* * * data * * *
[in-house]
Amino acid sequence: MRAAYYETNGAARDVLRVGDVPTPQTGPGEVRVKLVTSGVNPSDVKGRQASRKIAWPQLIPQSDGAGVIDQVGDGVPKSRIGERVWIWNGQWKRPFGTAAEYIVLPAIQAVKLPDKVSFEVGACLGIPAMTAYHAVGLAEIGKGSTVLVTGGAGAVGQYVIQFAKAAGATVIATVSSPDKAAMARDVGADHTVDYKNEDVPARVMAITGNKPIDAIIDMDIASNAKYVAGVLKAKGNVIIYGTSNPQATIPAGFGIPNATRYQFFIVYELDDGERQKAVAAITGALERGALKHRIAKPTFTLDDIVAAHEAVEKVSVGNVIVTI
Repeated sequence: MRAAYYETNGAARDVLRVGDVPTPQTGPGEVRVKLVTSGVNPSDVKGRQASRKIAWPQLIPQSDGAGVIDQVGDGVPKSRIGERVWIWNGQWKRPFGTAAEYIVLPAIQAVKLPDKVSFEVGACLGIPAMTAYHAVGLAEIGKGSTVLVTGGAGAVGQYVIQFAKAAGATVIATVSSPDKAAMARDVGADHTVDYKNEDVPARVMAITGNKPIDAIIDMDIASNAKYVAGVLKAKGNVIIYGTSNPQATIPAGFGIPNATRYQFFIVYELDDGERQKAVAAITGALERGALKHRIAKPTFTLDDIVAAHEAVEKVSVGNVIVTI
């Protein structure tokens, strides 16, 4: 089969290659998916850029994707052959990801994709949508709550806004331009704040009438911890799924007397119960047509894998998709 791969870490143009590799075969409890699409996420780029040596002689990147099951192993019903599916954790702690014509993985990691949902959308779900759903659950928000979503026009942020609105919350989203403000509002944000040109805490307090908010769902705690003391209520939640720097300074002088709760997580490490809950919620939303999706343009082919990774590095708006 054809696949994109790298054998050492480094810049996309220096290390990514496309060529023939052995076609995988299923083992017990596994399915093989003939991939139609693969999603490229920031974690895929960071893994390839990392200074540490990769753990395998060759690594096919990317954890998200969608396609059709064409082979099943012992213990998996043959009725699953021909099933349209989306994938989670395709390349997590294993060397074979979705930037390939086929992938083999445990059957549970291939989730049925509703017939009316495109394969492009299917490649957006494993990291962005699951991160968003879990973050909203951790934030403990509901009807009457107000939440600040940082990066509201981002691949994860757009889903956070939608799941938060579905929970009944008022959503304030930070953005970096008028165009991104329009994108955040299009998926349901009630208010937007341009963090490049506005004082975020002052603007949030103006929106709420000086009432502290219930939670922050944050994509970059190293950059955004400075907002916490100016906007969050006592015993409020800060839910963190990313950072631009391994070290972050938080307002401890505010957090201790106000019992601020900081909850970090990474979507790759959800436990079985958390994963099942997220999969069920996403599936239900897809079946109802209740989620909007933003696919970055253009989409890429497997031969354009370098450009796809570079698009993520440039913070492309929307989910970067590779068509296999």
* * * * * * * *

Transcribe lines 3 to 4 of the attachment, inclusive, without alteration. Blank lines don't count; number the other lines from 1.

Repeated sequence: MRAAYYETNGAARDVLRVGDVPTPQTGPGEVRVKLVTSGVNPSDVKGRQASRKIAWPQLIPQSDGAGVIDQVGDGVPKSRIGERVWIWNGQWKRPFGTAAEYIVLPAIQAVKLPDKVSFEVGACLGIPAMTAYHAVGLAEIGKGSTVLVTGGAGAVGQYVIQFAKAAGATVIATVSSPDKAAMARDVGADHTVDYKNEDVPARVMAITGNKPIDAIIDMDIASNAKYVAGVLKAKGNVIIYGTSNPQATIPAGFGIPNATRYQFFIVYELDDGERQKAVAAITGALERGALKHRIAKPTFTLDDIVAAHEAVEKVSVGNVIVTI
């Protein structure tokens, strides 16, 4: 089969290659998916850029994707052959990801994709949508709550806004331009704040009438911890799924007397119960047509894998998709 791969870490143009590799075969409890699409996420780029040596002689990147099951192993019903599916954790702690014509993985990691949902959308779900759903659950928000979503026009942020609105919350989203403000509002944000040109805490307090908010769902705690003391209520939640720097300074002088709760997580490490809950919620939303999706343009082919990774590095708006 054809696949994109790298054998050492480094810049996309220096290390990514496309060529023939052995076609995988299923083992017990596994399915093989003939991939139609693969999603490229920031974690895929960071893994390839990392200074540490990769753990395998060759690594096919990317954890998200969608396609059709064409082979099943012992213990998996043959009725699953021909099933349209989306994938989670395709390349997590294993060397074979979705930037390939086929992938083999445990059957549970291939989730049925509703017939009316495109394969492009299917490649957006494993990291962005699951991160968003879990973050909203951790934030403990509901009807009457107000939440600040940082990066509201981002691949994860757009889903956070939608799941938060579905929970009944008022959503304030930070953005970096008028165009991104329009994108955040299009998926349901009630208010937007341009963090490049506005004082975020002052603007949030103006929106709420000086009432502290219930939670922050944050994509970059190293950059955004400075907002916490100016906007969050006592015993409020800060839910963190990313950072631009391994070290972050938080307002401890505010957090201790106000019992601020900081909850970090990474979507790759959800436990079985958390994963099942997220999969069920996403599936239900897809079946109802209740989620909007933003696919970055253009989409890429497997031969354009370098450009796809570079698009993520440039913070492309929307989910970067590779068509296999």